5 Hard to Kill Houseplants

“Mom bought another plant to kill.”

I used to hear this every time I would bring home fresh victim, I mean, new plant. You can probably infer from the sentiment, that I don’t have a green thumb. It is true. I’ll be the first to admit it. But, I love the way plants add life to my home. They can help with air purification and have a sculptural quality that make them an ideal element for decorating.

So what’s a girl with two brown thumbs to do?

 After much trial and error, I have found 5 indoor plants that are extremely hard to kill, even with my limited horticulture skills.

Sansevieria trifasciata

Also known as snake plant or (less flattering to my MIL), mother-in-law tongue. This plant can literally grow in a closet! True story: my mom had one in the garage for about a month and half and it still survived. It’s extremely tolerant of low light levels and irregular watering (now you’re speaking my language) As a bonus, during the wintertime it needs only one watering every couple of months! I have yet to kill one, so I put them in almost every room in the house!

This snake plant hangs out in my master bedroom

Here's my newest addition, my vintage bullet planter happily housing a snake plant.

 I used two snake plants to give some balance and symmetry to the tv wall.

I used two snake plants to give some balance and symmetry to the tv wall.

Epipremnum aureum

Also known as golden pothos, hunter's robe, ivy arum, money plant,  and silver vine. This is another plant that does well just about anywhere.  It can handle both low light and bright sunlight and will forgive you if you forget to water it consistently. There are a few variations of this plant an all of them are pretty hard to kill. My favorite thing about this plant, it that it is easy to root. Just snip off a piece, stick it water and in no time, you'll have another plant to put in a pretty pot!

This was the perfect plant for this fun little pot I got at Urban Outfitters. My living room doesn't get a ton of light, but as long as I remember to water this guy on occasion, he should do well.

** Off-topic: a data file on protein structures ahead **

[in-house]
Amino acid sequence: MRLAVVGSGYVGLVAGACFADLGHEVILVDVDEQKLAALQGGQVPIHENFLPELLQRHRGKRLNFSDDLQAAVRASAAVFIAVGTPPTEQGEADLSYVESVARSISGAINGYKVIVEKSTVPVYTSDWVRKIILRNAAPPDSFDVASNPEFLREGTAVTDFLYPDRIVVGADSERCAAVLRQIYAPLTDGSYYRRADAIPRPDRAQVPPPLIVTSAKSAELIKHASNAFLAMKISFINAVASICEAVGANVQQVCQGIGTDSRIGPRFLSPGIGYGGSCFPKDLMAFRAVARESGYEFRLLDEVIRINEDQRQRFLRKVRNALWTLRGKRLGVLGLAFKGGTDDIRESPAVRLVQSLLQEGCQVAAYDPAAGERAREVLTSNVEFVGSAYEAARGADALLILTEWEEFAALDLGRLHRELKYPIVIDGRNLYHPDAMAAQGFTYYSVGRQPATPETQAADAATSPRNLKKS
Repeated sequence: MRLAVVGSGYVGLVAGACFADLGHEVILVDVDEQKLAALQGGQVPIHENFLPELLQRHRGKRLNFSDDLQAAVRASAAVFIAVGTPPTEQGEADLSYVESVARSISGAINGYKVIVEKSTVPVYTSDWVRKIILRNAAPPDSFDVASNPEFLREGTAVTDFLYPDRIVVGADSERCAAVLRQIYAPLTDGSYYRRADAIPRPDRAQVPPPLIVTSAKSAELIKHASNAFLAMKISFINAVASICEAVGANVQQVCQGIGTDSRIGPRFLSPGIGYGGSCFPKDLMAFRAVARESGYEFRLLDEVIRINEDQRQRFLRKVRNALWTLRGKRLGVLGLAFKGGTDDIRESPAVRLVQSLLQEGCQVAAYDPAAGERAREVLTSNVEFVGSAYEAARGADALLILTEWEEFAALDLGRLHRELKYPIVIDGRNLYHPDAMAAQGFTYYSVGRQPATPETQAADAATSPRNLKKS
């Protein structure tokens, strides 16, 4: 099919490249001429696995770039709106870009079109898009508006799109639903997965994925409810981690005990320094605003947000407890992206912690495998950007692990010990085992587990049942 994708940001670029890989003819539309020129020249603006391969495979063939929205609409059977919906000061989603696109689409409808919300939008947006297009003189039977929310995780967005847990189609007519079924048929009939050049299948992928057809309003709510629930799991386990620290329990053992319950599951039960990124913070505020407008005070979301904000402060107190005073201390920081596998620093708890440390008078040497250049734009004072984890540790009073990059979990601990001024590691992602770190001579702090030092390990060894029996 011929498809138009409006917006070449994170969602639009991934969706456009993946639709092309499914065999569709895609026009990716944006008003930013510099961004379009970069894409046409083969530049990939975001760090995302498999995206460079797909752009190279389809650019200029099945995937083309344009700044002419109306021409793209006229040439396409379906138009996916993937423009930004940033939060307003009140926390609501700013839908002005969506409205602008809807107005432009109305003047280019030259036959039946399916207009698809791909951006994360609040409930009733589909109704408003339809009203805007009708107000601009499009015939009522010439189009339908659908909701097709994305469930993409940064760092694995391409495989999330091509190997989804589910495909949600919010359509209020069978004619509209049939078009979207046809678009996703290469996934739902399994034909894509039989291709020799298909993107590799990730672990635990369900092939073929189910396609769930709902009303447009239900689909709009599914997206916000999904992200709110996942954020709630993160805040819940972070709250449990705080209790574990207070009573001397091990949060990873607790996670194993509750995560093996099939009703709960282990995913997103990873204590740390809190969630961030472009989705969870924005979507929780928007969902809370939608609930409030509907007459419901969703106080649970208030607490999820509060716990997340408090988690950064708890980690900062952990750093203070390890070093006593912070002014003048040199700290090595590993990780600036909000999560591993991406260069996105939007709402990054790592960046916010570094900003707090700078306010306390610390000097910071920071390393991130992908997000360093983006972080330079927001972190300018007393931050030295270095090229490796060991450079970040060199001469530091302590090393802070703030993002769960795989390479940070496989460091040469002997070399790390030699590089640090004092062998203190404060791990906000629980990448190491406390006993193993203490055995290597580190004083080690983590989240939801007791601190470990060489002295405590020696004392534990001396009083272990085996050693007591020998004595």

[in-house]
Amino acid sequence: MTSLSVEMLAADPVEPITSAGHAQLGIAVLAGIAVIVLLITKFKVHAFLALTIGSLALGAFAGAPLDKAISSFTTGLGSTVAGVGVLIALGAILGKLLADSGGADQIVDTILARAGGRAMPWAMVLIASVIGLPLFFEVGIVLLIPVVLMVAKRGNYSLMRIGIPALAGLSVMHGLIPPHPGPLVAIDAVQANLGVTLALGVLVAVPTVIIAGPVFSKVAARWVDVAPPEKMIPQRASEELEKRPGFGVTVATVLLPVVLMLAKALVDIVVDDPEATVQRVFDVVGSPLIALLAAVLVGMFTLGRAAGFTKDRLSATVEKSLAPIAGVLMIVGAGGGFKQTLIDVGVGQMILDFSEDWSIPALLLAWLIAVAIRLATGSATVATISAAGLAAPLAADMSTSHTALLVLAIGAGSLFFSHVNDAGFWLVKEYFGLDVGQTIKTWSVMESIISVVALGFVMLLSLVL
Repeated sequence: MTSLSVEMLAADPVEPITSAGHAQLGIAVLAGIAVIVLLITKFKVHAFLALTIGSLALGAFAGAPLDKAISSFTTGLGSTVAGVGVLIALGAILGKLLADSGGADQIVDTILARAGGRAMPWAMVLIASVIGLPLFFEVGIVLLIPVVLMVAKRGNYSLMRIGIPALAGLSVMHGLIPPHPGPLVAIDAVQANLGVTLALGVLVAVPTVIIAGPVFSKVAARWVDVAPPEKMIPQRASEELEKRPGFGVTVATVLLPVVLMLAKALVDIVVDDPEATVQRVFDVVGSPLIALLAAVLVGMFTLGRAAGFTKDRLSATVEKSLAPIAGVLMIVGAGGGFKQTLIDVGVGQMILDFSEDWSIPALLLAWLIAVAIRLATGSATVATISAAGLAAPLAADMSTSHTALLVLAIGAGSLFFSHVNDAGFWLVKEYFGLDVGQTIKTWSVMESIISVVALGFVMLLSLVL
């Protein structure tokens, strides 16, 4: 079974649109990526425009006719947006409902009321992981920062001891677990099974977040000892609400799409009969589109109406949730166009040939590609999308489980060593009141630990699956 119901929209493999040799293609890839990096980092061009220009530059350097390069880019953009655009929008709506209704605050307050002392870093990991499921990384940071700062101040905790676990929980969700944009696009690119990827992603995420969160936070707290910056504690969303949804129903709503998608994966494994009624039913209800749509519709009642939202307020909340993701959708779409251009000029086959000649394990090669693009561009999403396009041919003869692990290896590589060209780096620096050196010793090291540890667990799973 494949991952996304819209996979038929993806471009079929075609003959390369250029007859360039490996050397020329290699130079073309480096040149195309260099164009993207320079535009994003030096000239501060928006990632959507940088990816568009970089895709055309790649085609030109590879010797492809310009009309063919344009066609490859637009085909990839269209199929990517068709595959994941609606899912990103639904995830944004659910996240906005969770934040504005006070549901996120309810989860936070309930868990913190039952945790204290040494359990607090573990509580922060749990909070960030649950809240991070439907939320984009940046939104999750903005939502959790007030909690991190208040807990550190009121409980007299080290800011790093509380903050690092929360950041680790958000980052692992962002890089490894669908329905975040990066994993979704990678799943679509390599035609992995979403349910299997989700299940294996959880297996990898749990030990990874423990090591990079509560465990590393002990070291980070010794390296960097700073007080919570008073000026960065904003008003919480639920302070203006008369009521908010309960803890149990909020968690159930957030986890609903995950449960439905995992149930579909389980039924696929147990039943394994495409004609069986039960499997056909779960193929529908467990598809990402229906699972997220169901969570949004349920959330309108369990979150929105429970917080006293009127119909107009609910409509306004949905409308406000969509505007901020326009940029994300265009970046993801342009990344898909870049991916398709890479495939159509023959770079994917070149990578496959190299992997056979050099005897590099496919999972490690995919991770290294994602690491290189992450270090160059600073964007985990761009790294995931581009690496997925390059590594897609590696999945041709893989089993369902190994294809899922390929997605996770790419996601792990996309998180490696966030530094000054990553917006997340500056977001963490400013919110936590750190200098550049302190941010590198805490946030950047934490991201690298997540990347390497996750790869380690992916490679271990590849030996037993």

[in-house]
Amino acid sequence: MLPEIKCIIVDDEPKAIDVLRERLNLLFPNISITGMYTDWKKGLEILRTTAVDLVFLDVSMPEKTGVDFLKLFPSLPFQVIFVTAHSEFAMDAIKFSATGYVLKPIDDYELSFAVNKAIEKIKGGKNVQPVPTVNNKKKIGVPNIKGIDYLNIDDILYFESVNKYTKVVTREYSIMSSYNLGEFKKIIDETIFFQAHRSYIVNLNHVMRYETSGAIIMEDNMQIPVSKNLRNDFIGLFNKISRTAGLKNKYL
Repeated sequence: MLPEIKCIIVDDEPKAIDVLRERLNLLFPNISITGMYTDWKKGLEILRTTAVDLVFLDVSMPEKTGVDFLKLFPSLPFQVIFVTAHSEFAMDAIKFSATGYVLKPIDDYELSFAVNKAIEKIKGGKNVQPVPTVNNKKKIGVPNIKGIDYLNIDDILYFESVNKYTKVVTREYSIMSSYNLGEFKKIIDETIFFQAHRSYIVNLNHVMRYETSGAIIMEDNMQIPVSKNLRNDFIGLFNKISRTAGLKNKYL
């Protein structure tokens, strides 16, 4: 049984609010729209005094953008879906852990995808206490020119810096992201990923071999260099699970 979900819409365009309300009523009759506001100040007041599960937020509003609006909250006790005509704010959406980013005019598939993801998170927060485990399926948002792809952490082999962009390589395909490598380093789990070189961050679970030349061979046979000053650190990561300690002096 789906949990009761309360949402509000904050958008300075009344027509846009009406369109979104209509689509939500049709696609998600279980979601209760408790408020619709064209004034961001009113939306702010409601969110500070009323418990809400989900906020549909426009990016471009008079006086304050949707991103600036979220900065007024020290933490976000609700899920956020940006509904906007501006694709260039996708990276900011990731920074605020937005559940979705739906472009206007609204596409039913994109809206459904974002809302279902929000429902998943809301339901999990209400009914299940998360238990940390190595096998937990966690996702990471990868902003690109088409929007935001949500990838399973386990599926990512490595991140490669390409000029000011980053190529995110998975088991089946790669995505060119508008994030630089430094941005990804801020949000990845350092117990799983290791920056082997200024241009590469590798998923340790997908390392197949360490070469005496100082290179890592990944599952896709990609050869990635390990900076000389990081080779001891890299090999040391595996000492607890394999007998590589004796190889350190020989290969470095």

Beaucarnea recurvata

Also known as pony tail palm, bottle palm tree or elephant foot tree. This is such a cute plant! It is actually succulent which explains why I am able to grow it! It likes to go outside in the summer time and doesn’t die when water is scarce. (are we sensing a theme here?). I have a small plant, but have seen larger ones and they are really sculptural and will add a lot of texture to any room. 

I just re-potted this plant so it will have room to grow!


These plants vary but have a couple things in common, most have thick leaves that store water, and shallow roots. These features make them the perfect plant for shallow containers and again, you don’t have to worry so much about watering them! I love to find interesting containers and make little succulent gardens.  

This is a cute little compote I got at a thrift store, a little bit of dirt, a few succulents and some decorative rocks now my vintage find has a purpose!

Faux Greenery

Blasphemy! Did I suggest using fake plants? Didn’t that go out the door with grandma’s plastic flowers? I’m talking about “good” faux greenery.  If you really can’t be bothered with a real live house plant, there are some very good (read, not fake looking) florals out there. They can be more expensive but they don’t have to be.  I have found Ikea has a some decent looking faux plants and when I use them to fill in with my real plants in this arrangement, you’d be hard pressed to tell which are fake and which are real.

I like to use a tray of small plants as a center piece. Can you spot the imposter?

Here's another faux plant. This vintage container had a crack in it so I wasn't able to put a real plant in it. Voila! Faux to the rescue!

Bonus: Plant Starts

Another idea is to take clippings from your plants and arrange them in small vases with water. The plants shown here, have been living in these little vases for a couple of years.  I just change the water whenever I dust and the plants continue to grow.  They are ready to plant when I find cute containers for them.

These are cuttings from other plants. Just stick them in cute little vases and you have an instant center piece.

Know when to let go

What happens when if one of these hard to kill beauties actually does bite the dust? Speaking from experience, don't water sticks in dirt thinking they are going to rise from the dead. Sadly, it doesn't work. My advice would be to start over. Consider this, you might spend $20-25 on a fresh flower arrangement that will last maybe two weeks. You can spend a little more, or significantly less on a house plant that will last at least a month without any effort at all and much longer if you give it a little water and some attention. So get out there, find some fun containers and start planting your own victims...I mean plants!


What plants have you had success with? Leave a comment and let me know! And as always, if you need some help with your space, drop me a line! I'm here for you!

Live colorfully,